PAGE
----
Bug Endures in Microsofts IE Patch

By Larry Seltzer  |  Posted 2004-02-04 Print this article Print

UPDATED: Anti-spoofing fix leaves status bar display bug unrectified. Issue is minor since the browser won't take the user to the false site.

A patch Microsoft Corp. released on Monday for a dangerous Internet Explorer vulnerability that lets attackers trick Internet users into visiting malicious sites doesnt completely fix the problem. The cumulative patch addresses, among other problems, a display bug likely to be used by phishing attacks. If the attacker uses a particular malformed URL syntax, only a portion of the actual address would appear in the address bar, creating the opportunity for the attacker to give a false impression of the site being visited.

The MS04-004 patch addresses this bug, but not a related problem. If the user visits a Web page containing such a malformed link and hovers the mouse over the link or selects it by tabbing through links in the page, the patched version of Internet Explorer will display the partial URL in the status bar.

For example, take the link: "www.paypal.com%00%01@security.eweek.com." On an unpatched copy of Internet Explorer, clicking the link will open a new window and bring the browser to security.eweek.com, the eWEEK.com Security Topic Center. On a patched copy of IE the browser will go to an error page indicating illegal syntax. Still, on either version of IE, if you hover over the link on this page, the status bar will display www.paypal.com.

Ironically, the cumulative patch also fixed another bug in a different IE cumulative update from last year. That cumulative patch addressed several security issues in Internet Explorer, but also introduced bugs in the behavior of the IE scrollbar. The new patch fixes these bugs.

Editors Note: This story was updated to remove an example of a malformed link. The code caused some antivirus software and patched versions of IE to report illegal coding.
Larry Seltzer has been writing software for and English about computers ever since—,much to his own amazement—,he graduated from the University of Pennsylvania in 1983.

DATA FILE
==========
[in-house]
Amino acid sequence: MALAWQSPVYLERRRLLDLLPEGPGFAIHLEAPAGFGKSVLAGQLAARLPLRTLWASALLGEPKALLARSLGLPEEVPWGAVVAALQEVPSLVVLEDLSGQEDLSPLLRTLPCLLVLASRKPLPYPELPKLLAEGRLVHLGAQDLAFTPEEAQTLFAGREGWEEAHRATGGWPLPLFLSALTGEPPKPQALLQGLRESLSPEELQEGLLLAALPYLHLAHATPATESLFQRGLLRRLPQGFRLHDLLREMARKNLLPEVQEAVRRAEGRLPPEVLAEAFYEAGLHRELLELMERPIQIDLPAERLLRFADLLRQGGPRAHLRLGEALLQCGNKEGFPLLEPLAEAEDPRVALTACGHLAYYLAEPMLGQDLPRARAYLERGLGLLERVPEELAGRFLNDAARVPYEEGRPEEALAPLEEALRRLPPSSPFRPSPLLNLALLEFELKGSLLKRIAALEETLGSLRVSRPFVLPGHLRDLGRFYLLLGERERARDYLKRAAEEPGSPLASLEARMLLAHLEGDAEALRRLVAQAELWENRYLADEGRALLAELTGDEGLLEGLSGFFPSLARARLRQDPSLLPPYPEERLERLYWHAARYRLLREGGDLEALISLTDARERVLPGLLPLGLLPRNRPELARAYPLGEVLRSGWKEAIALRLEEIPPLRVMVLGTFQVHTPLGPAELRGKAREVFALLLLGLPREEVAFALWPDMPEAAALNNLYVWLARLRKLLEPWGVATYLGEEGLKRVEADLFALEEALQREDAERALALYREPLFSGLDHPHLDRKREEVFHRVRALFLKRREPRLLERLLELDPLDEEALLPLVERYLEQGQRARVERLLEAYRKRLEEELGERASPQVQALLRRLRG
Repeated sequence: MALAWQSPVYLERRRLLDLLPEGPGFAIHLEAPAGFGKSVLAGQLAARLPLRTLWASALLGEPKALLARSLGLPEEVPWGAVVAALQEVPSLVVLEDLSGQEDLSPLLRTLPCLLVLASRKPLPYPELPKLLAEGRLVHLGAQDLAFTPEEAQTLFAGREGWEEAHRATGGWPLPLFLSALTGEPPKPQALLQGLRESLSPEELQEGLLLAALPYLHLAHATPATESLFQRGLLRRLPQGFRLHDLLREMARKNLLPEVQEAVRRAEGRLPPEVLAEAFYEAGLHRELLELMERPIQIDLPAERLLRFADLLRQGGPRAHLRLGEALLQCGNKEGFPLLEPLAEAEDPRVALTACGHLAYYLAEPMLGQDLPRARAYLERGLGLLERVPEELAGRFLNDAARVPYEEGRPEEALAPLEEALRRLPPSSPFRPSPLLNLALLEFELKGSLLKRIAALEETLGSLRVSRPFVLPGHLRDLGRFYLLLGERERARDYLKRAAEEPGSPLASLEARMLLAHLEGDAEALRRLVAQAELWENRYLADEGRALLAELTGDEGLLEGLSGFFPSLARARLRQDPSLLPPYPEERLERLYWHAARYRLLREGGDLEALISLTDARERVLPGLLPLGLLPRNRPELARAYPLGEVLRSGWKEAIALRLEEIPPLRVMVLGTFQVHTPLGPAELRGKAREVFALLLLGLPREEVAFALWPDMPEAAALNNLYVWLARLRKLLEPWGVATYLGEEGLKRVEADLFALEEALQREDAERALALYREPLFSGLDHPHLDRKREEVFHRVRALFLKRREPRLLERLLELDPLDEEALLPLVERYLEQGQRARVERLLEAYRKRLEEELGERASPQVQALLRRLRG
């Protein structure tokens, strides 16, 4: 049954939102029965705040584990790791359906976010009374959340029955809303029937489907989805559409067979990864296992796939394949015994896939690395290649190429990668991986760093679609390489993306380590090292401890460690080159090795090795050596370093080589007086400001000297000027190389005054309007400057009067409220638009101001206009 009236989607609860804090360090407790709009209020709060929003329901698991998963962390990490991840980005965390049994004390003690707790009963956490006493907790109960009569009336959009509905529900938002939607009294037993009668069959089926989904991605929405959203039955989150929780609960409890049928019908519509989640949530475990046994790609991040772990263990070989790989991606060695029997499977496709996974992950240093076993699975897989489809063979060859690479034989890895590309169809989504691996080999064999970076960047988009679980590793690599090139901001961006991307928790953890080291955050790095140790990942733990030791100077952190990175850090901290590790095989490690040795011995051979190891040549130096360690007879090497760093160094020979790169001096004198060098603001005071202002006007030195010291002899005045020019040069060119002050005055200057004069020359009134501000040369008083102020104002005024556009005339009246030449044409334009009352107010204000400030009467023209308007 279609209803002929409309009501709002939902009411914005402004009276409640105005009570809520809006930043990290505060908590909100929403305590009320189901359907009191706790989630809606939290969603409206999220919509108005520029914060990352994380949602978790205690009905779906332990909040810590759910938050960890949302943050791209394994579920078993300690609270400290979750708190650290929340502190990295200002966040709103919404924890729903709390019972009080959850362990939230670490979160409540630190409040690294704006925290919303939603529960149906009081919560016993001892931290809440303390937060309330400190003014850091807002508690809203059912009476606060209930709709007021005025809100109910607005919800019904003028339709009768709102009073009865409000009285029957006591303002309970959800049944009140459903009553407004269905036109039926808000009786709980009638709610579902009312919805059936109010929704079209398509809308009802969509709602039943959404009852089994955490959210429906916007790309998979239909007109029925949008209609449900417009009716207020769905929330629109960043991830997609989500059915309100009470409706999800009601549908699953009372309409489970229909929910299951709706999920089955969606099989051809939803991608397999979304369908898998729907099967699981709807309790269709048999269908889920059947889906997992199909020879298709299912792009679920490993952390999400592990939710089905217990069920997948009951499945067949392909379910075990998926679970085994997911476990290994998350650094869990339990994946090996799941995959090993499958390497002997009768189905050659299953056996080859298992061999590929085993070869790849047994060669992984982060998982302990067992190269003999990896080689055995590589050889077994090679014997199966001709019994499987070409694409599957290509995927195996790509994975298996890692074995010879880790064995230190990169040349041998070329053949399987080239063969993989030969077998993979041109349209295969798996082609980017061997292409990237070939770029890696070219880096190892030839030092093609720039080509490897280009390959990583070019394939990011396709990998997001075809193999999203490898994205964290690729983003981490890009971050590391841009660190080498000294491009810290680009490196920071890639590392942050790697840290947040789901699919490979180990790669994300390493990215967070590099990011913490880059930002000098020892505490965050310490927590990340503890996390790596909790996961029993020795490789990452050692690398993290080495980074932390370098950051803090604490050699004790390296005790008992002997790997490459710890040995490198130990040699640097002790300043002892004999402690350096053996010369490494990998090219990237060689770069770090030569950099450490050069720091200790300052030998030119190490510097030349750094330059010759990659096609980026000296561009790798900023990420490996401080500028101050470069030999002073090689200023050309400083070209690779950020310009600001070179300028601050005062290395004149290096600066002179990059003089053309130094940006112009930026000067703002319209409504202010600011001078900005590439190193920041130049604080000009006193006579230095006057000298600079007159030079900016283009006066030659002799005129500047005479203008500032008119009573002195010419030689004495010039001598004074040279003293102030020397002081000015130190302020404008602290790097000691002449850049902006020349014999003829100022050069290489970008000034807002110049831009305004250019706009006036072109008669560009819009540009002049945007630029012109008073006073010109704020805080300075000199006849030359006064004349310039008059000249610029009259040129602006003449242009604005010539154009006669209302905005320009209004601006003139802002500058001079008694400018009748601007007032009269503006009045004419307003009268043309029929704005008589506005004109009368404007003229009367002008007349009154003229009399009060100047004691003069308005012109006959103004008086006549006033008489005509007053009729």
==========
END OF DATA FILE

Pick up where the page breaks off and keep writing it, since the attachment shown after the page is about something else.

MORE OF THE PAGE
He was one of the authors of NPL and NPL-R, fourth-generation languages for microcomputers by the now-defunct DeskTop Software Corporation. (Larry is sad to find absolutely no hits on any of these +products on Google.) His work at Desktop Software included programming the UCSD p-System, a virtual machine-based operating system with portable binaries that pre-dated Java by more than 10 years.

For several years, he wrote corporate software for Mathematica Policy Research (they're still in business!) and Chase Econometrics (not so lucky) before being forcibly thrown into the consulting market. He bummed around the Philadelphia consulting and contract-programming scenes for a year or two before taking a job at NSTL (National Software Testing Labs) developing product tests and managing contract testing for the computer industry, governments and publication.

In 1991 Larry moved to Massachusetts to become Technical Director of PC Week Labs (now eWeek Labs). He moved within Ziff Davis to New York in 1994 to run testing at Windows Sources. In 1995, he became Technical Director for Internet product testing at PC Magazine and stayed there till 1998.

Since then, he has been writing for numerous other publications, including Fortune Small Business, Windows 2000 Magazine (now Windows and .NET Magazine), ZDNet and Sam Whitmore's Media Survey.

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